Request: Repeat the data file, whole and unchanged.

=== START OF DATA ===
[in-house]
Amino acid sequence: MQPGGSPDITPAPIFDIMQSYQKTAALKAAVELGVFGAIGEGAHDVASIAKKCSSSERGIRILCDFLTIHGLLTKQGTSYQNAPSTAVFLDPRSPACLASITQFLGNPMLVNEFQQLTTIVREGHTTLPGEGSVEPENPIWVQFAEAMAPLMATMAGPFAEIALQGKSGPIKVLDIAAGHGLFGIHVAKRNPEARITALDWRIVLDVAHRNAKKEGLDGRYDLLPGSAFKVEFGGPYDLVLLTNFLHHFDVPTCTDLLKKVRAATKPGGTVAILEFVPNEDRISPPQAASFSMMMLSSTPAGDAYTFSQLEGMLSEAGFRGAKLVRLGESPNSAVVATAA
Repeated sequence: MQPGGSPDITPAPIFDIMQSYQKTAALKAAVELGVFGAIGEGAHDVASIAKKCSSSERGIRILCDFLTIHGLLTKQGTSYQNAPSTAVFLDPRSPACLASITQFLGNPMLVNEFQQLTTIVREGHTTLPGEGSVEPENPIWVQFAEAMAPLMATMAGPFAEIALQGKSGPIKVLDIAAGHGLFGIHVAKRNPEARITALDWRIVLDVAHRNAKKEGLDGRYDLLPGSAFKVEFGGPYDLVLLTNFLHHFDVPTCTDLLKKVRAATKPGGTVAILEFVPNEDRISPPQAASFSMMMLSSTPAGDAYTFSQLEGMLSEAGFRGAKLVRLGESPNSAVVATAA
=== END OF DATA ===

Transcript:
[in-house]
Amino acid sequence: MQPGGSPDITPAPIFDIMQSYQKTAALKAAVELGVFGAIGEGAHDVASIAKKCSSSERGIRILCDFLTIHGLLTKQGTSYQNAPSTAVFLDPRSPACLASITQFLGNPMLVNEFQQLTTIVREGHTTLPGEGSVEPENPIWVQFAEAMAPLMATMAGPFAEIALQGKSGPIKVLDIAAGHGLFGIHVAKRNPEARITALDWRIVLDVAHRNAKKEGLDGRYDLLPGSAFKVEFGGPYDLVLLTNFLHHFDVPTCTDLLKKVRAATKPGGTVAILEFVPNEDRISPPQAASFSMMMLSSTPAGDAYTFSQLEGMLSEAGFRGAKLVRLGESPNSAVVATAA
Repeated sequence: MQPGGSPDITPAPIFDIMQSYQKTAALKAAVELGVFGAIGEGAHDVASIAKKCSSSERGIRILCDFLTIHGLLTKQGTSYQNAPSTAVFLDPRSPACLASITQFLGNPMLVNEFQQLTTIVREGHTTLPGEGSVEPENPIWVQFAEAMAPLMATMAGPFAEIALQGKSGPIKVLDIAAGHGLFGIHVAKRNPEARITALDWRIVLDVAHRNAKKEGLDGRYDLLPGSAFKVEFGGPYDLVLLTNFLHHFDVPTCTDLLKKVRAATKPGGTVAILEFVPNEDRISPPQAASFSMMMLSSTPAGDAYTFSQLEGMLSEAGFRGAKLVRLGESPNSAVVATAA